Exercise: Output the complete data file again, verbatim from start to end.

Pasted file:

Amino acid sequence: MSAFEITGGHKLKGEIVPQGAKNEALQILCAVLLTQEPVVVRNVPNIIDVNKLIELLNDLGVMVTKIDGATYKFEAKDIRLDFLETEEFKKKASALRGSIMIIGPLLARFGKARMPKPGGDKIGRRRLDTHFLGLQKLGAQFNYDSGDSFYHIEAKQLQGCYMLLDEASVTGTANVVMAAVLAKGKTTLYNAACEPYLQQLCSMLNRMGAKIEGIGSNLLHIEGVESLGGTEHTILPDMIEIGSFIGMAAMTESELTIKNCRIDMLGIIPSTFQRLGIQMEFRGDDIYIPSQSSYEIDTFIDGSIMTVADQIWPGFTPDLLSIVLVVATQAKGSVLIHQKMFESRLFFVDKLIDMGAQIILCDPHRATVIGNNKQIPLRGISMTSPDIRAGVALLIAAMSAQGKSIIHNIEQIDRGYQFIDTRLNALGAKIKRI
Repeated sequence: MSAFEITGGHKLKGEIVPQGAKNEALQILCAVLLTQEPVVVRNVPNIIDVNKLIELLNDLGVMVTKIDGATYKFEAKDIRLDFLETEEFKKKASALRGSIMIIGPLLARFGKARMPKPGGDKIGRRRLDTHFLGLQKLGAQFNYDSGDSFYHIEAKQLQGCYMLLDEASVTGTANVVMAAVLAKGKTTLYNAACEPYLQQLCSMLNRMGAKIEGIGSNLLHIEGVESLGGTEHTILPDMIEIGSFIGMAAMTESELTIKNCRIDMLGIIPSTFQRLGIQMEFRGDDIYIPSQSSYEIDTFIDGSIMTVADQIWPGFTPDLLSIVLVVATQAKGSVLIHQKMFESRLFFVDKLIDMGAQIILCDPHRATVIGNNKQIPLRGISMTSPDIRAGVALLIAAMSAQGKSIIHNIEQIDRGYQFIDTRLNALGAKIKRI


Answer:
Amino acid sequence: MSAFEITGGHKLKGEIVPQGAKNEALQILCAVLLTQEPVVVRNVPNIIDVNKLIELLNDLGVMVTKIDGATYKFEAKDIRLDFLETEEFKKKASALRGSIMIIGPLLARFGKARMPKPGGDKIGRRRLDTHFLGLQKLGAQFNYDSGDSFYHIEAKQLQGCYMLLDEASVTGTANVVMAAVLAKGKTTLYNAACEPYLQQLCSMLNRMGAKIEGIGSNLLHIEGVESLGGTEHTILPDMIEIGSFIGMAAMTESELTIKNCRIDMLGIIPSTFQRLGIQMEFRGDDIYIPSQSSYEIDTFIDGSIMTVADQIWPGFTPDLLSIVLVVATQAKGSVLIHQKMFESRLFFVDKLIDMGAQIILCDPHRATVIGNNKQIPLRGISMTSPDIRAGVALLIAAMSAQGKSIIHNIEQIDRGYQFIDTRLNALGAKIKRI
Repeated sequence: MSAFEITGGHKLKGEIVPQGAKNEALQILCAVLLTQEPVVVRNVPNIIDVNKLIELLNDLGVMVTKIDGATYKFEAKDIRLDFLETEEFKKKASALRGSIMIIGPLLARFGKARMPKPGGDKIGRRRLDTHFLGLQKLGAQFNYDSGDSFYHIEAKQLQGCYMLLDEASVTGTANVVMAAVLAKGKTTLYNAACEPYLQQLCSMLNRMGAKIEGIGSNLLHIEGVESLGGTEHTILPDMIEIGSFIGMAAMTESELTIKNCRIDMLGIIPSTFQRLGIQMEFRGDDIYIPSQSSYEIDTFIDGSIMTVADQIWPGFTPDLLSIVLVVATQAKGSVLIHQKMFESRLFFVDKLIDMGAQIILCDPHRATVIGNNKQIPLRGISMTSPDIRAGVALLIAAMSAQGKSIIHNIEQIDRGYQFIDTRLNALGAKIKRI